The real shocker for the weekend is how poorly New Line’s adaptation of the Vertigo Comics crime-thriller The Kitchen did, considering the prestige of its trio of name stars: Melissa McCarthyTiffany Haddish and Elisabeth Moss. The female-driven twist on mobster movies directed by Oscar-nominated screenwriter Andrea Berloff (Straight Outta Compton) made an estimated $5.5 million over the weekend in 2,745 theaters after skipping Thursday previews altogether.  Averaging just over $2,000 per theater, that’s likely to be one of Warner Bros’ biggest write-offs of the year.

Sony’s Spider-Man: Far from Home and Disney-Pixar’s Toy Story 4 followed in eighth and ninth place with $5.3 and $4.4 million respectively. We’ll have to see if Far from Home ekes out another $400 million domestically before Labor Day with so little strong releases in the weeks to come.

Lulu Wang‘s The Farewell was presumed to still be able to remain in the top 10 after expanding to 704 theaters on Friday, but it was bested by another Asian sensation i.e. the Korean boy band BTS, as the concert doc Bring the Soul: The Movie took in $2.3 million over the weekend after grossing $2.1 million on Weds. and Thurs. in just 860 theaters. The movie’s success shows the continuing popularity among the boy band’s fanbase following their notoriously “screamy” appearance on Saturday Night Live earlier in the year.

Starring Awkwafina, The Farewell still had a negligible 8% drop to take in $2.2 million in its fifth weekend, having grossed $10.3 million so far.

Bleecker Street’s real-life drama Brian Banks, about the high school football player who spent 11 years in jail after being falsely accused of rape, starring Aldis Hodge in the title role, also disappointed with $2.1 million in 1,240 theaters, a worse per-theater than The Kitchen, taking 12th place for the weekend.

Roadside Attractions’ The Peanut Butter Falcon, a crowd-pleasing road comedy starring Shia LaBeoufDakota Johnson and newcomer Zack Gottsagen — a very talented Downs Syndrome actor — took in a respectable $205,000 in 17 theaters in select cities, a decent $12,073 per theaters. We’ll have to wait and see if Roadside is confident enough in the SXSW Film Festival audience award winner to expand it to more cities.

Director Bart Freundlich‘s dramatic remake After the Wedding, starring Michelle Williams and Freundlich’s wife Julianne Moore, was released by Sony Pictures Classics into five theaters in New York and L.A. where it made $57,124 or $11,425 per theater. The Amazon doc One Child Nation grossed $22,244 in two theaters or about the same amount per venue.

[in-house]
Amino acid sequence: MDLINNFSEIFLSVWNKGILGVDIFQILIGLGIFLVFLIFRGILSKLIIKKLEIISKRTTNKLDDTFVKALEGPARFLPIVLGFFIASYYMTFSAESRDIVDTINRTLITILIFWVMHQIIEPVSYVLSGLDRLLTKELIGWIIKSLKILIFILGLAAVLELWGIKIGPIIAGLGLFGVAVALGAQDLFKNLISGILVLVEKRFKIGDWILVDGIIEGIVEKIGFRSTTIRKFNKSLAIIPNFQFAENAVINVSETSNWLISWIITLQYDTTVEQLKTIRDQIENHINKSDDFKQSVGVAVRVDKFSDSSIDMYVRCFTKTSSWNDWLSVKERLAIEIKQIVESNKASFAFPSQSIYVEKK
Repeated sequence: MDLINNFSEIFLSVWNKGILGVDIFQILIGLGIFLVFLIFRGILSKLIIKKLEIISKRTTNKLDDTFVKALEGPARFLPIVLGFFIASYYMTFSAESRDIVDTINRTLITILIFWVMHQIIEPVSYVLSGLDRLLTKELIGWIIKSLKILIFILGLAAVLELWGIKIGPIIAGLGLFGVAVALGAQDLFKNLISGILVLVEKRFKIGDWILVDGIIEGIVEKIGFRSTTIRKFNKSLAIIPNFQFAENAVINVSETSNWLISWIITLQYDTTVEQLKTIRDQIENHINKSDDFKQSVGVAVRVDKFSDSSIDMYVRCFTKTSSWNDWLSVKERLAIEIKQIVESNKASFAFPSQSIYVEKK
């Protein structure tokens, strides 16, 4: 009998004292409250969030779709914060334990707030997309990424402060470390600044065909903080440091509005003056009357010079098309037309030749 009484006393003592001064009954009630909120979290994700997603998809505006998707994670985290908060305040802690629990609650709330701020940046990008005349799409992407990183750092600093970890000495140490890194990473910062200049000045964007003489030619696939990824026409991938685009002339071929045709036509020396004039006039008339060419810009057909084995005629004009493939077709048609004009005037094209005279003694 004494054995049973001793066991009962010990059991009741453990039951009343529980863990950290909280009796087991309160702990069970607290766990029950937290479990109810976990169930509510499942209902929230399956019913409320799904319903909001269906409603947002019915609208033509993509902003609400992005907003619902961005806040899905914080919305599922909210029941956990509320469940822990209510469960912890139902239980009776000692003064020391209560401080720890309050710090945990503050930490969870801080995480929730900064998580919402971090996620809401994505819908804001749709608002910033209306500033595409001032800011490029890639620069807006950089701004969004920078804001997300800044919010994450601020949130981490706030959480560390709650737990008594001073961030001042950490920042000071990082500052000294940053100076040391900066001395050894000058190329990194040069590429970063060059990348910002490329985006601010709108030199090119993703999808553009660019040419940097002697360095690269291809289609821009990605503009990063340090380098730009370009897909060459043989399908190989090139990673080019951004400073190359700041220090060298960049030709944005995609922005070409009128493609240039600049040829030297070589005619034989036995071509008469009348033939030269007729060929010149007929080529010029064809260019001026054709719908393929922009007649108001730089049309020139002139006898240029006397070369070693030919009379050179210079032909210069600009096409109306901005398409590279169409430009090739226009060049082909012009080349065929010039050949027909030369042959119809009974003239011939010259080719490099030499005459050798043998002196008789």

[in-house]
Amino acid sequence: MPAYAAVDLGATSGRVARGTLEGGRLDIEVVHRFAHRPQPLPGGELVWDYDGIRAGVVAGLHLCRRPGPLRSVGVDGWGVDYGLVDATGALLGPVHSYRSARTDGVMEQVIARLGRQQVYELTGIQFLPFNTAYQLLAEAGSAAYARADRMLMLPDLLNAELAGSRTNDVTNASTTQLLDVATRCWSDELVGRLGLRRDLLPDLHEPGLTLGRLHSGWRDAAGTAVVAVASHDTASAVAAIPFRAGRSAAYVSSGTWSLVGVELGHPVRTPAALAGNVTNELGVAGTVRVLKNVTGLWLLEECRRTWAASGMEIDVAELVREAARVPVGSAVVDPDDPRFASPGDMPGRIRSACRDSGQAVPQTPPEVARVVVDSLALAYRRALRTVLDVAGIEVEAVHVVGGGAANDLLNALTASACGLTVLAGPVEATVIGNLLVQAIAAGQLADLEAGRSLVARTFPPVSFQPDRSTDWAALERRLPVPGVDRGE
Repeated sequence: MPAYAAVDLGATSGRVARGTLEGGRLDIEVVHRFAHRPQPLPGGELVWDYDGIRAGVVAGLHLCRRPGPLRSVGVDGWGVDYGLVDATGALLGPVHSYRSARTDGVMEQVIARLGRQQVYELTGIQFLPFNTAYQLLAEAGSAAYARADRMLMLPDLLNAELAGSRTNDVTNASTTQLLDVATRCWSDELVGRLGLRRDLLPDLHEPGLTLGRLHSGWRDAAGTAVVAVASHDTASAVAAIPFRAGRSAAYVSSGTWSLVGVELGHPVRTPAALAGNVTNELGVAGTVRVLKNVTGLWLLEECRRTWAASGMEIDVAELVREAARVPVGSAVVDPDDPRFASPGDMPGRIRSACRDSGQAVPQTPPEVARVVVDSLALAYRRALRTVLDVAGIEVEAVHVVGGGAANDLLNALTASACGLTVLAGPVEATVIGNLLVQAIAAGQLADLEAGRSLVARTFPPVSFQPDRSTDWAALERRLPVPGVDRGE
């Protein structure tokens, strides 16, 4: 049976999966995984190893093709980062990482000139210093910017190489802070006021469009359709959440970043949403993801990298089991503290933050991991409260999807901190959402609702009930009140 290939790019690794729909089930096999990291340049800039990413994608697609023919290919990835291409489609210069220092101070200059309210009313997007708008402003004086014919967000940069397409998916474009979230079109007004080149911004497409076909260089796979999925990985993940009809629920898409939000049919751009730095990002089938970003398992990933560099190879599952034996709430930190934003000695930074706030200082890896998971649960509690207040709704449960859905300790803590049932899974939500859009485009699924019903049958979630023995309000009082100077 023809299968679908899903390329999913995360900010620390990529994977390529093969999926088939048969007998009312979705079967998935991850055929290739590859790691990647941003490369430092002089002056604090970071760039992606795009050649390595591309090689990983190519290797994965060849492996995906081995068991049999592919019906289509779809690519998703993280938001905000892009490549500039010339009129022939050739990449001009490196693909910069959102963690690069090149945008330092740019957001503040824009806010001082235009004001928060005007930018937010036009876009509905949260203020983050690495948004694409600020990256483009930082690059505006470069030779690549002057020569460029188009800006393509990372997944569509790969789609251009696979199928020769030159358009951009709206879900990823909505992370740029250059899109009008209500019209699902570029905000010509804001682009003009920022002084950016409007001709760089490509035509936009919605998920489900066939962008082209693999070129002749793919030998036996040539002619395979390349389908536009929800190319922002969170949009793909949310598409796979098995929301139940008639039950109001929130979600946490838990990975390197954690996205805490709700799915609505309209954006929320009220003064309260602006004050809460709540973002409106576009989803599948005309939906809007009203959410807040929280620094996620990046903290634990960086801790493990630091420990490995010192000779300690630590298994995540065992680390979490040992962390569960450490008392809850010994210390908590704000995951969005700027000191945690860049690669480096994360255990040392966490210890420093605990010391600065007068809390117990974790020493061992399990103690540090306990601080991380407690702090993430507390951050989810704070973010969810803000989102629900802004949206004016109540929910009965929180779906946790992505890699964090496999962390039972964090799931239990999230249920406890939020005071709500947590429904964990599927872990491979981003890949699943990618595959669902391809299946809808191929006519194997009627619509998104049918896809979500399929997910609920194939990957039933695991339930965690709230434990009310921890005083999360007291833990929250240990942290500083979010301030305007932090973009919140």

This Week’s Top 10: 

Rank Last Week Rank Movie Studio Weekend Gross % Change Total Gross
1 1 Fast and Furious Presents: Hobbs and Shaw Universal $25.4 million N/A $108.5 million
2 New Scary Stories to Tell in the Dark CBS Films $20.8 million N/A $20.8 million
3 2 The Lion King Disney $20 million -48% $473.1 million
4 New Dora and the Lost City of Gold Paramount $17 million N/A $17 million
5 3 Once Upon a Time … in Hollywood Sony $7.2 million -42% $100.3 million
6 New The Art of Racing in the Rain 20th Century Fox $8.1 million N/A $8.1 million
7 New The Kitchen New Line/WB $5.5 million N/A $5.5 million
8 5 Spider-Man: Far from Home Sony $5.3 million -33%
$371 million
9 7 Toy Story 4 Disney $4.4 million -40% $419.6 million
10 New Bring the Soul: The Movie Trafalgar $2.3 million  N/A $4.4 million

This weekend last August, Jason Statham was also #1 with Warner Bros’ giant shark movie The Meg, which opened at #1 with $44.5 million. Mission: Impossible – Fallout followed in second place with $20 million and the other new movies were the Screen Gems horror film Slender Man with $11.3 million and Spike Lee‘s BlackKklansman with $10.8 million in fourth and fifth place. Lee’s movie opened in nearly a thousand fewer theaters. Regardless, the success of The Meg means that this weekend’s top 10 was down from last year by about $6 million.

Check back Wednesday for The Beat‘s weekly Box Office Preview where I look at the box office prospects of five MORE new wide releases, including Sony’s The Angry Birds Movie 2 and Universal’s R-rated comedy Good Boys.


  1. Hilarious to read Variety describe LION KING as Disney’s highest grossing live action movie ever. Everything that appears in every shot was computer animated. There are no real animals in the movie.

    I’m sure Disney is looking forward to the day when it won’t have to hire actors for MCU movies, and can use GCI creations for all the heroes and villains. Like Mickey and Donald, GCI creations don’t hold out for more money, or make “problematic” comments on Twitter.